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If you're looking for "I Spys," dating or LTRs, this is your scene.
If you're looking for full-on kink or group play, you'll get what you need here.
And why can't the city operate the facility and make the profits? Looks like BTV's returning to the pre-Bernie days, local citizens be damned.
So the monstrosity pictured above is only PHASE 1?
How many of our natural features do we need to destroy just to cater to wealthy Quebecers and flatlanders? The slips down by college street seem to be some sort of race to see who can compensate for their shortcomings with the largest boat....the yacht that was docked for a few months last year was bigger than many Vermonters' homes.
The lakefront is Burlington's crown jewel, and we should be preserving it instead of mortgaging it to some developer buddies of the Mayor.
This is the first energy article I've read in a long time that didn't have something that made me wince. Very glad to hear about the efficiency efforts, weaning off of RECs, all sounds good. How (or who) pays for the 75% upgrades? That could be fleshed out more, as the weatherization and heating equipment are always the toughest nuts to crack. Do people have to be VGS customers to benefit?
Also very glad to hear the focus on rooftop solar. How about that new mall complex, are renewables being incorporated to make that a green building showcase?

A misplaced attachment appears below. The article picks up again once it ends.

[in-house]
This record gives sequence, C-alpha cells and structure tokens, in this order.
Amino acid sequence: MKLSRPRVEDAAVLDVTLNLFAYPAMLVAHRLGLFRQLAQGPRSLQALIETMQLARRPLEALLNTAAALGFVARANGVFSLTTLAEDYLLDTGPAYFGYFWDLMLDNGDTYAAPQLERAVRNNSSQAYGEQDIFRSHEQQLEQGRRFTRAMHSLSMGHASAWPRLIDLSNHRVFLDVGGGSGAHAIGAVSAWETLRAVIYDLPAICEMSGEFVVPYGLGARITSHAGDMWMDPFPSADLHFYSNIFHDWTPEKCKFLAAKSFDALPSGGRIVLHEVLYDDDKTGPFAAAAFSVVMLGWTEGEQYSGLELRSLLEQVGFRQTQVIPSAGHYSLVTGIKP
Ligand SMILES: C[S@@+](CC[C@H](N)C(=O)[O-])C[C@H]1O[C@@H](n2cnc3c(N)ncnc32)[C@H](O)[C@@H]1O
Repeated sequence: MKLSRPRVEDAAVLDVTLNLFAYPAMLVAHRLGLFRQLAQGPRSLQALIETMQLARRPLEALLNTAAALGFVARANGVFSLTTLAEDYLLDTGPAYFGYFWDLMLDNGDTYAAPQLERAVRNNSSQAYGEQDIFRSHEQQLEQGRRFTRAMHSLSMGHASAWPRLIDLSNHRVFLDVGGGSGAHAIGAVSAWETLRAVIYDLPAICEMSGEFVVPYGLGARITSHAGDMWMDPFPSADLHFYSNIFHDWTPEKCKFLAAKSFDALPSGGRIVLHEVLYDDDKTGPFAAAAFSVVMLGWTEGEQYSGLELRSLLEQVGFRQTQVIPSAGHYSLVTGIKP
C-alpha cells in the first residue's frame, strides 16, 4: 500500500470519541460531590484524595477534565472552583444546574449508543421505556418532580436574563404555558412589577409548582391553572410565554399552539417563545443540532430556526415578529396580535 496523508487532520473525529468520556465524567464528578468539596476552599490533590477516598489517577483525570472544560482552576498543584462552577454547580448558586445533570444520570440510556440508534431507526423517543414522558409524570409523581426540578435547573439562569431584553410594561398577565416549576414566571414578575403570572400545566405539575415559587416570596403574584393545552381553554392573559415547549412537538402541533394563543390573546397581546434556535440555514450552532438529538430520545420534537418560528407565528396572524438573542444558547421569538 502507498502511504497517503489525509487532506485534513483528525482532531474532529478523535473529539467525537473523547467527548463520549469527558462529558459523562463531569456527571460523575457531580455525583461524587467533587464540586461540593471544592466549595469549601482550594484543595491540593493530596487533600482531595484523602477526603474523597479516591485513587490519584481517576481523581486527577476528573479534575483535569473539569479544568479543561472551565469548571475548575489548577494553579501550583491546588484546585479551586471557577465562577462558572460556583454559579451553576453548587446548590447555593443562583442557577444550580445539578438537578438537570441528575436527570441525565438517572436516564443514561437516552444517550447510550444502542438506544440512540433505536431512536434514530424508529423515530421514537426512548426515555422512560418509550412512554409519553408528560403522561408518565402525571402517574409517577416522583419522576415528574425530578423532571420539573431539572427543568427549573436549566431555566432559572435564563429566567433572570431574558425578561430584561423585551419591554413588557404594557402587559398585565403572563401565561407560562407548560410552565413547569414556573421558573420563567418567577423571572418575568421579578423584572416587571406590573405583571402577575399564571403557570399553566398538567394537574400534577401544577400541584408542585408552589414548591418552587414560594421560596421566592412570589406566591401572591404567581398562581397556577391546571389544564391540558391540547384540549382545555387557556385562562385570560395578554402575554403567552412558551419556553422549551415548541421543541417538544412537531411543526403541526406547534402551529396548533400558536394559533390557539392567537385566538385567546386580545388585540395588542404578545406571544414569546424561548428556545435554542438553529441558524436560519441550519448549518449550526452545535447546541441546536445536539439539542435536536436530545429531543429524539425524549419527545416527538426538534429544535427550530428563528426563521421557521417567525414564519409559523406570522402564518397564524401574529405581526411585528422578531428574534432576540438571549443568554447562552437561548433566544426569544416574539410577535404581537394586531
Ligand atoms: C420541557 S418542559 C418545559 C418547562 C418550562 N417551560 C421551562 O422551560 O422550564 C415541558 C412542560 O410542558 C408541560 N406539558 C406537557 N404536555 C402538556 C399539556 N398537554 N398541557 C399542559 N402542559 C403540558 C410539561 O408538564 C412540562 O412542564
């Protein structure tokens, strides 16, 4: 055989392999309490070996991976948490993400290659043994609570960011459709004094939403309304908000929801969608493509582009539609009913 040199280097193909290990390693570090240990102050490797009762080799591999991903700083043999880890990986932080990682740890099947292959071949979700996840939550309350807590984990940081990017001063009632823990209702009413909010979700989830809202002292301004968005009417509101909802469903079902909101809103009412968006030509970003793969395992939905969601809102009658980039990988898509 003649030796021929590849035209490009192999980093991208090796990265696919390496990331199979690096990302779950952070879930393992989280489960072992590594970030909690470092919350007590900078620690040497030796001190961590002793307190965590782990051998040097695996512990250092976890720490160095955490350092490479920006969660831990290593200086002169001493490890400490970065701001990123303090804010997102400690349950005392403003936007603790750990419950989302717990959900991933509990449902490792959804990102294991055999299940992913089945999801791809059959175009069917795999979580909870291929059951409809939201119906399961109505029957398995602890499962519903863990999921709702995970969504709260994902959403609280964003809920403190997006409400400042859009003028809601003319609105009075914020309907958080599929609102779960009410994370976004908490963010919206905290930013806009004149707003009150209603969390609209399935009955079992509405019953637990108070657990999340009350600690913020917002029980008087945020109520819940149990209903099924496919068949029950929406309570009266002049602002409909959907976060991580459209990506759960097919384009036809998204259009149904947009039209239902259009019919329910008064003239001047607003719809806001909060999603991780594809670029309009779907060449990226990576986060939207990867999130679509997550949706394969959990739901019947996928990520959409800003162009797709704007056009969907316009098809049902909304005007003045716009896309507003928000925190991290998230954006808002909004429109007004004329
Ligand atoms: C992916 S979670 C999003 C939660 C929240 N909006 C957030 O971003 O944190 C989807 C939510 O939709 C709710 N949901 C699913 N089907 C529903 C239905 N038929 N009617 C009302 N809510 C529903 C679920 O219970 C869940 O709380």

Add solar hot water which works great in Vermont and in terms of reducing fossil fuel consumption makes more contribution than solar electricity.
In addition to the focus on McNeil's waste heat, BED would do well to take more responsibility for the impacts of the Georgia Mountain wind turbines on the neighbors, and also look closely at the biomass harvesting practices there. Turning a blind eye doesn't make the issues go away, and there are people hurting (sleep deprivation) who you need to talk to. These photos of Georgia Mountain were taken three years ago and show the wind turbine site just as the trees were cut; however the other aspects shown were a surprise, the heavily forested areas which are apparently being cut to fuel McNeil https://picasaweb.google.com/1140985602108…
"Chris Handy, who helps his dad run Blazer, said of the complaints: "The funny thing is, not one of these are about the driver that I fired." He said he recently terminated an employee for repeatedly making inappropriate comments to passengers. The driver told one fare that the glove compartment was "full of condoms." He asked another, a 14-year-old girl, which Red Sox player she'd like to sleep with. Last Handy heard, some other taxi company had hired the man."
Funny how there are all of the problems that the airport says blazer cab has and they also admit to having a sexual predator that was just recently fired. Sounds like a business that should not be in business, then again it is a Handy operation so we should expect nothing else.
Why is it surprising that Uber has higher standards? Uber is a multi-billion dollar company with much more on the line than any small city agency. Uber drivers must personally own an approved vehicle that is less than 6 years old and must pass a rigorous background check. There are large numbers of Taxi drivers who wouldn't meet those requirements. Every single ride an Uber driver does is rated by the customers and drivers must maintain very high ratings or they'll be booted. Everything from the condition of the vehicle, friendliness and safety of the driver to the ease of requesting a ride is reflected in those ratings. Taxi companies have never and will never operate with that level of accountability.